The advocates of the Trinity sometimes assert that that doctrine was held even by the apostolic and primitive Church; but the evidence upon which they base the assertion is characterised by the conspicuous absence of reference to the idea of Three Divine Persons. During the first three centuries, the only authorized creed of Christendom was that known as the Apostles' creed, which contains nothing that clashes with the firmest belief in the absolute unity of God. But the controversies evoked by the views of Arius, which were manifestly founded largely on the Platonic doctrine of pre-existence, and by the theories of others, who, basing their arguments also on Grecian philosophy, contended for a belief in a Divine Son of God, eternal as the Father, led to the most strange and divergent opinions.
The famous Council of Nice, which first gave authority to the doctrine of the Trinity, assembled in the year 325. This Council of bishops, concerning which there is a lack of detailed information, was summoned by Constantine the Great, mainly for the purpose of arriving at a decision upon the controversies respecting the Logos. The long-pending dispute was doing mischief to the Church, and after at least two centuries of acrimonious discussion, it was generally felt that the time had arrived for coming to a decision that would be likely to be received as authoritative. There had been many Church Councils of local authority and influence for the purpose of settling controversies that raged within small areas; but the question of the Logos was debated everywhere.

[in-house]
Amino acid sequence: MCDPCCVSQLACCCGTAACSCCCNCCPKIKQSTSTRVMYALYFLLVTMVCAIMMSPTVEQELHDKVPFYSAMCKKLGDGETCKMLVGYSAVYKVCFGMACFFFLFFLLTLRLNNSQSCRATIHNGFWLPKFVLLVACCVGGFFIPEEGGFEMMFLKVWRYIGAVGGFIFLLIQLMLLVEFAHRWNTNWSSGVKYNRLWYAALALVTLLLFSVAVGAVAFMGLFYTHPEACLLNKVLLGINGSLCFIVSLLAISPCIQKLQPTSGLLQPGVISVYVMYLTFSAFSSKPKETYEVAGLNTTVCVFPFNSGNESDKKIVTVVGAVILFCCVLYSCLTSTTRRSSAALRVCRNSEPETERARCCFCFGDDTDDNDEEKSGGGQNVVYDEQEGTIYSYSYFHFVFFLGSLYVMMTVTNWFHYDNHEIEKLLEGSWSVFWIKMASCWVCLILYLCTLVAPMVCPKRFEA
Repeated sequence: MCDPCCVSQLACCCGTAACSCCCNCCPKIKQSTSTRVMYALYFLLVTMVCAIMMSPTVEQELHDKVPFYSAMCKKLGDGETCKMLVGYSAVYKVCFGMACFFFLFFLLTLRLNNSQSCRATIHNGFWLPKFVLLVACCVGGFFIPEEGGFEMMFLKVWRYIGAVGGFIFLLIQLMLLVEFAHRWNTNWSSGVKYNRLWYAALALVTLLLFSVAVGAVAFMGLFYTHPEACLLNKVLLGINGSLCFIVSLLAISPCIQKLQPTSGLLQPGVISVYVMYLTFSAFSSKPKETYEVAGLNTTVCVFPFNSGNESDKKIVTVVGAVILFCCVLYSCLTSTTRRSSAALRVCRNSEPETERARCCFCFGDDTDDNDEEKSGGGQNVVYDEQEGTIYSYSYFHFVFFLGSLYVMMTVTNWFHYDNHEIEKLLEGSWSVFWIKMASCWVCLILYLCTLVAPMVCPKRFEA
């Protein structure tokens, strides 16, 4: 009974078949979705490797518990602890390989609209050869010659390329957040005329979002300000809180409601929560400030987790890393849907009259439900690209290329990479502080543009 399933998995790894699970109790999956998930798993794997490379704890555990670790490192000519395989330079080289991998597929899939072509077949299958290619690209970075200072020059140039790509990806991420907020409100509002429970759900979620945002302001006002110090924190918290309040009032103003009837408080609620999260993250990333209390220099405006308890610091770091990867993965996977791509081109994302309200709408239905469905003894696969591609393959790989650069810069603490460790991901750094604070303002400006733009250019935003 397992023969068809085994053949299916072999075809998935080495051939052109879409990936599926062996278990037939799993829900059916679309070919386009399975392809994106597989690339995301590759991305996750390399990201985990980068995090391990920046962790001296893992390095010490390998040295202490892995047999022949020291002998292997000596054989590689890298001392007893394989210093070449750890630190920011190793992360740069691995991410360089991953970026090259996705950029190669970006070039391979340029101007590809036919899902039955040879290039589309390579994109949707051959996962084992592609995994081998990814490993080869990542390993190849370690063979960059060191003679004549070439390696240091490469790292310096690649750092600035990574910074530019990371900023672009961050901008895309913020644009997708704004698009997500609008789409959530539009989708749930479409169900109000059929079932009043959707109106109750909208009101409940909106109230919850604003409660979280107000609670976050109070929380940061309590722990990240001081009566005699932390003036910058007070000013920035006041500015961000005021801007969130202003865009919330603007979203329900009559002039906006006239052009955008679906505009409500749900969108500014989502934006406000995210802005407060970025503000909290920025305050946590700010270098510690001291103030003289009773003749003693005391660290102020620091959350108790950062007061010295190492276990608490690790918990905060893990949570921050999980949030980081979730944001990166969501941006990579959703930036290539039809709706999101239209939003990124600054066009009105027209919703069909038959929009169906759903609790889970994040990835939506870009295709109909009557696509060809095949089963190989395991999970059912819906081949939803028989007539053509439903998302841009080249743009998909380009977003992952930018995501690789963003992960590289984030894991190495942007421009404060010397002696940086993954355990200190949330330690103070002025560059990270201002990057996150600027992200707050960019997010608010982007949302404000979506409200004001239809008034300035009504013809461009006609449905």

The Council of Nice is known in history as the First General or Ecumenical Council, because the Church throughout all the world was supposed to be represented therein. From every quarter, even from Britain, the bishops assembled at Nice to give peace to the Church on the question of the Logos and one or two minor questions. But they utterly failed to bring peace. Instead of falling back upon the language of the Apostles' Creed they devised a new one. The great work of the Council was the adoption of the NICENE CREED as far as the clause commencing, "I believe in the Holy Ghost."